Tanya Rabourn, pixelcharmer:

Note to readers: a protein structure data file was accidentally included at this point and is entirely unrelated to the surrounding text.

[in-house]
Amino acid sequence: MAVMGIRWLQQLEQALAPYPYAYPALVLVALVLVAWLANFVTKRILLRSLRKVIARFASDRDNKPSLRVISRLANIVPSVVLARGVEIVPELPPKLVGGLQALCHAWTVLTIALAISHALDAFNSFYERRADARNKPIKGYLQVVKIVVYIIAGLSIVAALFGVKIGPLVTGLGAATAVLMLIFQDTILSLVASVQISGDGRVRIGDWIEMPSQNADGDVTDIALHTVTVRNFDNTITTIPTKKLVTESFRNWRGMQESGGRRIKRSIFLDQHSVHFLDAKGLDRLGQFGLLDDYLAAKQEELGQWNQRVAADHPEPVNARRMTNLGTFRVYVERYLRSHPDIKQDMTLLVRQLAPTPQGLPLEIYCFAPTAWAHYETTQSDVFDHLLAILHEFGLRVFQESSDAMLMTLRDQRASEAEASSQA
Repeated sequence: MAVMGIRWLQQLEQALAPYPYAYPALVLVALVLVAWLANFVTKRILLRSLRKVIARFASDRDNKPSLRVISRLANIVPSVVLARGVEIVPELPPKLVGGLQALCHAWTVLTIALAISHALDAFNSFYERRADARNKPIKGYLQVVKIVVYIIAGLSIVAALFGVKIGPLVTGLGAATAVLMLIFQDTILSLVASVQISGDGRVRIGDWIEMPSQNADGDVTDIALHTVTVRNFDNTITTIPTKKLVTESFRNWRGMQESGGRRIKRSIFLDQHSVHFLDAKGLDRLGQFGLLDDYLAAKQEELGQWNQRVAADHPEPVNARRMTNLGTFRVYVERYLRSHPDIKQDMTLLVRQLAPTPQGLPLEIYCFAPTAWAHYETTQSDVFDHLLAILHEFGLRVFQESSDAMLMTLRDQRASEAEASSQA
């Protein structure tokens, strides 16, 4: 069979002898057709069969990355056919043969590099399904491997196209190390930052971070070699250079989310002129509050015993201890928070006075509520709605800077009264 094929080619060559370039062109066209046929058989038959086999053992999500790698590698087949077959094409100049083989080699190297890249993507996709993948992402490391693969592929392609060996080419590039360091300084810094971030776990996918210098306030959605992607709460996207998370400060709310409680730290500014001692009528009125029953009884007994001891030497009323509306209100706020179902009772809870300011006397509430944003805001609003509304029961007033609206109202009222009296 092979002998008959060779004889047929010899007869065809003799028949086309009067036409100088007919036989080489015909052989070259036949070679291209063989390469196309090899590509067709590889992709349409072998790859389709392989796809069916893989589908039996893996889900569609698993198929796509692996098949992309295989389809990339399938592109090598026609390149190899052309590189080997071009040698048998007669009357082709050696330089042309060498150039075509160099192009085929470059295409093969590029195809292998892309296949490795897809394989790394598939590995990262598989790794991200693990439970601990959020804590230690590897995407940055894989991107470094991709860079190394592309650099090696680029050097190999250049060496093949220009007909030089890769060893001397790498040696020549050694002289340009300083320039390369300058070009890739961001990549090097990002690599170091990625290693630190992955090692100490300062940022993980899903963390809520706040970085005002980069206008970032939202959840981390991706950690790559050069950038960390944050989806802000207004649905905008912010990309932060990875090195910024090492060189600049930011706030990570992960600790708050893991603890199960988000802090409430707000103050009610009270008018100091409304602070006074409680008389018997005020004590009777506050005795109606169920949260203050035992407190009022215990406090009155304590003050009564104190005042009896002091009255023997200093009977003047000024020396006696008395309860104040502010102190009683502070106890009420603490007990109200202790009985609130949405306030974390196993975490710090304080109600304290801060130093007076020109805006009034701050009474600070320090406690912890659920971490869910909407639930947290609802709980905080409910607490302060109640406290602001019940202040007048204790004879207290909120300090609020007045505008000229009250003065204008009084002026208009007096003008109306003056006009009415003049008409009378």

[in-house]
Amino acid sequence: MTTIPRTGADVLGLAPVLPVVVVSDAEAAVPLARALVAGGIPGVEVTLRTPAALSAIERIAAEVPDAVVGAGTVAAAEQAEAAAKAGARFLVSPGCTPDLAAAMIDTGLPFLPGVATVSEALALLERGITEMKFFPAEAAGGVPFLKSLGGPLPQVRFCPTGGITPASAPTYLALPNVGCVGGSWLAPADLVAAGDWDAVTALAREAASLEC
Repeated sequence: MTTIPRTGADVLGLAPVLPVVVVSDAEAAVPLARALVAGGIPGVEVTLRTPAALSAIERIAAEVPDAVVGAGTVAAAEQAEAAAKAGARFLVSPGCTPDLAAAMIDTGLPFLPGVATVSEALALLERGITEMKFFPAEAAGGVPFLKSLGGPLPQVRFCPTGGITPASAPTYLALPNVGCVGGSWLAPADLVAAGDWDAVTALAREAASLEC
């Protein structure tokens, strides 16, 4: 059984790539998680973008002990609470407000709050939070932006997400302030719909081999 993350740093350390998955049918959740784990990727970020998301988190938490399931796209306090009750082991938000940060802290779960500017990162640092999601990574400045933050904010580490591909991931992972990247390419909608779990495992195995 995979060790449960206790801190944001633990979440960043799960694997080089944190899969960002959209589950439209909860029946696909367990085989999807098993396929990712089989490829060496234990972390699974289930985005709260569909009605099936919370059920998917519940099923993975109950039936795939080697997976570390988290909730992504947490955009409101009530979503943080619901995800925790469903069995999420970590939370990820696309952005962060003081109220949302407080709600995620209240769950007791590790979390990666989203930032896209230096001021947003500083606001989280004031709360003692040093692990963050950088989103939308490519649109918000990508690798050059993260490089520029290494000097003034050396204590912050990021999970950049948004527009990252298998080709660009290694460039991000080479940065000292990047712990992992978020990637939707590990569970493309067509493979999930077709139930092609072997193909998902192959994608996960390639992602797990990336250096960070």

I had lunch with a friend and her parents last weekend. Her father is a landscape architect so I couldn’t resist asking him about desire lines. Desire lines are the paths people make when they cut across a grassy area instead of following the prescribed walkway. Rather than discourage people from making their own way, landscape architects can opt to design walkways to accommodate the natural patterns formed after a period of use. It’s a nice illustration of an emergent design technique that’s obviously analogous to such techniques for web sites. However, he mentioned something that I hadn’t heard before — not only will they wait to see where the users prefer to go, but also they’ll take note of the more heavily worn and thus more popular paths. They’ll then design wider pathways for these high traffic areas. So, you might have the situation where the grandest building on, say, a college campus might be the administration’s preference for a large, imposing walkway, but the usage patterns dictate that another building is the more popular. The result is the familiar negotiation between what the stakeholders want to project and what the users need.